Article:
more things in heaven and earth, Horatio, than are dreamt of in
best things in life aren’t things.
materialism is a strange philosophy for everyone to be attached
to . . . Why should it be the preferred philosophy? Of
all the philosophies, it’s the one that allows the least hope
relative to any matter whatsoever! If it were so — well, that’s
that, that’s the way it is. But why should one hope that
it is the one that turns out to be so? Why should one so much
want it to be so that one is moved to presently affirm that
it’s already so, even though you haven’t really found
out that it’s so yet? . . . Rather than just willing to have
it be that way or whatever way it is, but here just to find
out the way it really is, and not anything other than that.
overwhelmingly predominant view these days — the one with the political
and cultural clout as well as the philosophical influence — is that
of scientific materialism. We
cannot even begin to talk about alternative views that do include
a Greater Reality, without acknowledging the power and influence
held by the view that openly denies or strongly doubts that any
non-material reality exists.
materialism: the naive realism of sense and "common sense"
— The simplest
form of materialism says reality is exclusively that which appears
to the five material senses. The basic methodology by which
materialism justifies itself is that of naive
realism: “what you see [or hear, or smell, or taste,
or touch] is what you get [or all that is real].”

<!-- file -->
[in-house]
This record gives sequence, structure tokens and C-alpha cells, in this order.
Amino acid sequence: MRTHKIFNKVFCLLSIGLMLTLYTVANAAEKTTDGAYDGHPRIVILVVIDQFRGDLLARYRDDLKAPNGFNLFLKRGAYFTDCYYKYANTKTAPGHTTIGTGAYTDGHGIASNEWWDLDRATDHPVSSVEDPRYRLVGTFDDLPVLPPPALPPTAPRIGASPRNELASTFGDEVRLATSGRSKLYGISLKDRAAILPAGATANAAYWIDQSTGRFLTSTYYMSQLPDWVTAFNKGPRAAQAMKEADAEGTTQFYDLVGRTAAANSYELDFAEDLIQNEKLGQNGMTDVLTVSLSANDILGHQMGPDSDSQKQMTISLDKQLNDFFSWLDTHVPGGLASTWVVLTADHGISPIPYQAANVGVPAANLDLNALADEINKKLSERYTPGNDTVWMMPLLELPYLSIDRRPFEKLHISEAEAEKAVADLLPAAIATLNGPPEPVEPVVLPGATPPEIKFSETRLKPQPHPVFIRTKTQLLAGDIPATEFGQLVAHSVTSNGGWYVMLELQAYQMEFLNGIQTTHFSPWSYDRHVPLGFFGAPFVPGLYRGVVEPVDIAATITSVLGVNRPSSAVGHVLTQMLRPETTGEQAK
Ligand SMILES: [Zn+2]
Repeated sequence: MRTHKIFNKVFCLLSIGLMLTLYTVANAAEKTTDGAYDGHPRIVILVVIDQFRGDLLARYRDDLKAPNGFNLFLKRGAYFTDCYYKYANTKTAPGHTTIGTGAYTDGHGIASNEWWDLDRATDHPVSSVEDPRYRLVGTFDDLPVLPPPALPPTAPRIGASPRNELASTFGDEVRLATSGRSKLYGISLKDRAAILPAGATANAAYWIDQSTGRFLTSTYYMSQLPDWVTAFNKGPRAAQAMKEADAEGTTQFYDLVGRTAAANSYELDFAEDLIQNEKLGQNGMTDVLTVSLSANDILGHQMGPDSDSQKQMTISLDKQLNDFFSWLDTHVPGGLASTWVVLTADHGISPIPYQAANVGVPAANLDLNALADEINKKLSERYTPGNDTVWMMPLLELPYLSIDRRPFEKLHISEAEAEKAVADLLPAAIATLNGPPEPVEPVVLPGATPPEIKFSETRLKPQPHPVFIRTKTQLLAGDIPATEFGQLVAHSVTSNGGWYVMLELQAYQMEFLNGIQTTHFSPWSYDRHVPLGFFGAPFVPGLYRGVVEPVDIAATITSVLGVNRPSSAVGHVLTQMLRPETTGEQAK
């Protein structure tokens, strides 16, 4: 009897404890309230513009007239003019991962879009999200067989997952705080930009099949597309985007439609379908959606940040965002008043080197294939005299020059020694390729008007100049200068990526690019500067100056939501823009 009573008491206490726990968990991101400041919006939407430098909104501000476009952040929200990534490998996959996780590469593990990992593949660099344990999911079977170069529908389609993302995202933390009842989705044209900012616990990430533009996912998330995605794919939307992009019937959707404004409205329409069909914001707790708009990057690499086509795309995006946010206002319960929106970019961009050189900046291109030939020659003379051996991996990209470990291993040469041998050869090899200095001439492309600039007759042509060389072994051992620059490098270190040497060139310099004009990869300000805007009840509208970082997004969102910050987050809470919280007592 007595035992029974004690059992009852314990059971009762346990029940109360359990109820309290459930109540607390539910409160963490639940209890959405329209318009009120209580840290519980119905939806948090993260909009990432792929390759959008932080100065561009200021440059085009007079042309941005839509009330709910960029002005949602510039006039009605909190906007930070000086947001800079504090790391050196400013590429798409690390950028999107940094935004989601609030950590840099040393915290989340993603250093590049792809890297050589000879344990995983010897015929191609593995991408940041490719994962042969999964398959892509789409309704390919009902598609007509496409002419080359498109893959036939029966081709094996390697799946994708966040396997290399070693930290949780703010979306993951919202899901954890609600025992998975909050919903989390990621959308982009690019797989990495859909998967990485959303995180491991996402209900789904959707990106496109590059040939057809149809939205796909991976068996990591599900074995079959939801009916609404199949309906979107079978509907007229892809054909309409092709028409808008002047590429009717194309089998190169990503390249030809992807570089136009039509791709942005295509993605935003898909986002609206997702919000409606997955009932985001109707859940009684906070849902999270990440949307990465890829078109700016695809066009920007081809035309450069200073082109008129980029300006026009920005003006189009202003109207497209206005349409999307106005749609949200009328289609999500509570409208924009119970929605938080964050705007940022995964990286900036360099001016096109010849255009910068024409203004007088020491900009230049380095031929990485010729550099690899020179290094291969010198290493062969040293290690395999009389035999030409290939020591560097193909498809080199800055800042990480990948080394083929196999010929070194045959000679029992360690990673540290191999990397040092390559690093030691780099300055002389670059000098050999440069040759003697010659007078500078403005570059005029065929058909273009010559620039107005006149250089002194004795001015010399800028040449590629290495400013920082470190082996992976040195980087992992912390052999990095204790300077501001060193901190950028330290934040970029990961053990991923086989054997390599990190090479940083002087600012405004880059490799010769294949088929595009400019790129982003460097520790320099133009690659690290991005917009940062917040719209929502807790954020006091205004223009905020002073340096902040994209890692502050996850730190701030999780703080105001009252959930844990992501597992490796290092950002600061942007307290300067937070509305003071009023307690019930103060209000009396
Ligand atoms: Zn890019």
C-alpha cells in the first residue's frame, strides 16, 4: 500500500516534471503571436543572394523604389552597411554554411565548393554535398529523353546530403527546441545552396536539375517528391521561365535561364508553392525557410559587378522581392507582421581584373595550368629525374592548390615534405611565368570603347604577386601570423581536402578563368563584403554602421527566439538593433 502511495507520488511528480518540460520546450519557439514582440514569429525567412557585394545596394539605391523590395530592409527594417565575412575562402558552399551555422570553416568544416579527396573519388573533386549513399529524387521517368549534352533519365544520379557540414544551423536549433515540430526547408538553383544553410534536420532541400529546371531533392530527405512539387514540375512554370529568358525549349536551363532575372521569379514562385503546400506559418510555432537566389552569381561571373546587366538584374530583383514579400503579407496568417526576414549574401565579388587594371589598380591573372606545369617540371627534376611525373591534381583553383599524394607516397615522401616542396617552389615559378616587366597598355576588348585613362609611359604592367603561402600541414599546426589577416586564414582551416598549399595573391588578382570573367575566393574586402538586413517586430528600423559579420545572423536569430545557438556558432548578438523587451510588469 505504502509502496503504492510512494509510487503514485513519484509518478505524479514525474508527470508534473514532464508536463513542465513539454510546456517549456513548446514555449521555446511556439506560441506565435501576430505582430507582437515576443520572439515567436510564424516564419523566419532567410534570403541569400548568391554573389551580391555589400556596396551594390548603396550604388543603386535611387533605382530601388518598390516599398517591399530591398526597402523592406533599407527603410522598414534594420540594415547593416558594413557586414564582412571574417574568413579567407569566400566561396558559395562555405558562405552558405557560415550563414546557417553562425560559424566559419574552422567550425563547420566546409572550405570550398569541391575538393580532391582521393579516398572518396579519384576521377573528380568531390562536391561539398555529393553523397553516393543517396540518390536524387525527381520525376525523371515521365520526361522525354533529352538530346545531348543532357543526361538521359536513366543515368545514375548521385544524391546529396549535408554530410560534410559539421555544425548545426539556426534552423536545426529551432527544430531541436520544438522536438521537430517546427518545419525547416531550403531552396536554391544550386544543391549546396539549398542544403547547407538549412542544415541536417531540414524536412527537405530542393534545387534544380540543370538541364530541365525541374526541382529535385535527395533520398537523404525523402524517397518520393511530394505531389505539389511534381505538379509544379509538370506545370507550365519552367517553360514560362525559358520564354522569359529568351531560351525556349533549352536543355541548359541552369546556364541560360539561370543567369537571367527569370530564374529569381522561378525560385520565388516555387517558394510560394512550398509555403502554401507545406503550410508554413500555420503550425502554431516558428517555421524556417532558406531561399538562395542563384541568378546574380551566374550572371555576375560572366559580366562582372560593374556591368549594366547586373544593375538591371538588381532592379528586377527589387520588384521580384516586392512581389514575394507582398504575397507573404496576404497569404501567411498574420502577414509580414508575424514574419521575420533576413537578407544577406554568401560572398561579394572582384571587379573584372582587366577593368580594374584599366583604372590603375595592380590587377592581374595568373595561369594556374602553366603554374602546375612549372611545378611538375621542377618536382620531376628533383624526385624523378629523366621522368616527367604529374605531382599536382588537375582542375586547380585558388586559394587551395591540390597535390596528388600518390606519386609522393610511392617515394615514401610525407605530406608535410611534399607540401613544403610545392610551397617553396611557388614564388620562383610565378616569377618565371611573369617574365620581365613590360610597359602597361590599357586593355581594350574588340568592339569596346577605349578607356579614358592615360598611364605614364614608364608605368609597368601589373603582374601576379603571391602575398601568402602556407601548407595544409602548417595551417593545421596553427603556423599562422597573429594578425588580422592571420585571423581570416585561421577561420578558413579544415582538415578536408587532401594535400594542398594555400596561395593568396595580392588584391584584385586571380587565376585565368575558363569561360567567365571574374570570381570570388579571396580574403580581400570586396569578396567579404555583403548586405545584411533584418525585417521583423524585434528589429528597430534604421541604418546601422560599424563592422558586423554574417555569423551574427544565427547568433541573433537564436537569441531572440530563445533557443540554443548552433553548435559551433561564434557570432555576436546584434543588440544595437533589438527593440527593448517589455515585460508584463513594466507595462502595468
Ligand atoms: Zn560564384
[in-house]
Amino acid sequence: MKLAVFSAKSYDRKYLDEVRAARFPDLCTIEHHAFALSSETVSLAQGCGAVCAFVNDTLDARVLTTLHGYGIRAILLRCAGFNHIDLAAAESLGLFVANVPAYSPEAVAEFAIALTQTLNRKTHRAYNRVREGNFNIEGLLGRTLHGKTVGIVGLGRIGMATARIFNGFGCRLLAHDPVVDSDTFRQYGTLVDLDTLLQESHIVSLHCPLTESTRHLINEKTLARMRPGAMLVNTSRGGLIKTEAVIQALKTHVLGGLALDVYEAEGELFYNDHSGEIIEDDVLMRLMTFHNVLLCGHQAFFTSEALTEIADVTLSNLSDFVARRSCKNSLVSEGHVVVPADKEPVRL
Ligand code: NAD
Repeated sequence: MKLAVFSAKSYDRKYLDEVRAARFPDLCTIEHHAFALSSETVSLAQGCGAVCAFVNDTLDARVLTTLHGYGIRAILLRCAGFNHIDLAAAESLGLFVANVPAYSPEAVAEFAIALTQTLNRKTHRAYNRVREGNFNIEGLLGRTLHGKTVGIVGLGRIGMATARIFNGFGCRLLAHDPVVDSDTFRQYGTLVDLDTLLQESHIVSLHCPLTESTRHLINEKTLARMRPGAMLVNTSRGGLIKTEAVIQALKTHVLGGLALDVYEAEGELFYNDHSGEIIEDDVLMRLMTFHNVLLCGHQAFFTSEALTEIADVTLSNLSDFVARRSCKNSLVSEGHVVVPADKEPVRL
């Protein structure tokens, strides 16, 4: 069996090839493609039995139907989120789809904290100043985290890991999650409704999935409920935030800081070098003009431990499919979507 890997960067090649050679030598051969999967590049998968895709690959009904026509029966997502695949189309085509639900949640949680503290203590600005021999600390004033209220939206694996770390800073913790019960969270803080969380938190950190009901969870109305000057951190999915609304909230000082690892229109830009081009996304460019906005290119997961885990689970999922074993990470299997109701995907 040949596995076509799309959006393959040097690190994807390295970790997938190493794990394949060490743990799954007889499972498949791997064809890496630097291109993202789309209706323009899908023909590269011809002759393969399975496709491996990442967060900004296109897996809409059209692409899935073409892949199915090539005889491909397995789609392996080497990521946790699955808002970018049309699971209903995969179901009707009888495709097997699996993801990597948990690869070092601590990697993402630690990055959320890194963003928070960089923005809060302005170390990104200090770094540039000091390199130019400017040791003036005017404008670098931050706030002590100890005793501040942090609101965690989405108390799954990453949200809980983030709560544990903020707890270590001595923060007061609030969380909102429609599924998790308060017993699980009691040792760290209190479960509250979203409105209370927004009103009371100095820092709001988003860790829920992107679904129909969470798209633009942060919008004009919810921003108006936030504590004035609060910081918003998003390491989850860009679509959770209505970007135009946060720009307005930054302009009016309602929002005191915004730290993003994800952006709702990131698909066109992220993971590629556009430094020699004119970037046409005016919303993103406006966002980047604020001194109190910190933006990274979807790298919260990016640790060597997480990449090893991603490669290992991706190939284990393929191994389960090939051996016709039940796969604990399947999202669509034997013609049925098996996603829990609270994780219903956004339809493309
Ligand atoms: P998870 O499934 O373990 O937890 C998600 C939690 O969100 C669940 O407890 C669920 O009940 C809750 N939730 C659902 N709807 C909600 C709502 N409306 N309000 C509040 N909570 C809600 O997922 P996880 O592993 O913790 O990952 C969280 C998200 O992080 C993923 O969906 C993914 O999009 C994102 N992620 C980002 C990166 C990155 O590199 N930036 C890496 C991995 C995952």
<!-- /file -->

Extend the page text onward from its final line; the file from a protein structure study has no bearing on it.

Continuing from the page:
materialism: amplifying sense and common sense through technology
— Scientific materialism augments materialism in a specific way:
reality also includes whatever is directly perceivable via (or
directly inferable from) scientific instrumentation used in carefully
controlled experiments. Thus even though the immediate senses
cannot detect radioactivity, scientific instrumentation can, and
thus radioactivity is also considered “real” by scientific materialists.
potential within the materialistic view
— Within the view of materialism, our most obvious human potential
is to be as self-fulfilled as possible (via the available materialistic
means) while we are still alive. Fulfillment is in human (not
Spiritual) terms: bodily pleasure and emotional contentment. Because
nothing significant can be said about what happens after one dies
within this viewpoint, no consideration is given to what consequence
living solely to fulfill oneself has on one’s destiny after death.
There is no absolute address to the problem of human suffering
ot unhappiness; but it is presumed that increasingly greater understanding
of (and control over) material reality corresponds to a lessening
of human suffering (at least to the degree that that suffering
takes a material form).
of the materialistic view
— In some sense, the primary limitation of materialism is its
“obviousness”. We rely on our senses all the time, to the point
where we place a great deal of trust in those senses. And rightly
so, relative to ordinary functioning and survival: our senses
are constantly keeping us alive, whether we are speeding down
the road in our automobiles and suddenly swerve out of the way
of an unexpected car; or we are spitting out something that tastes
“off”. Why would we want to bad-mouth such good friends as these
five? We are so intimate with (and habituated to) these friends
that there is even an emotional overtone of “obviousness” to everything
they “tell” us. It’s worth recalling how the "apparently obvious"
has been shown to be untrue — the stuff of mere appearance — time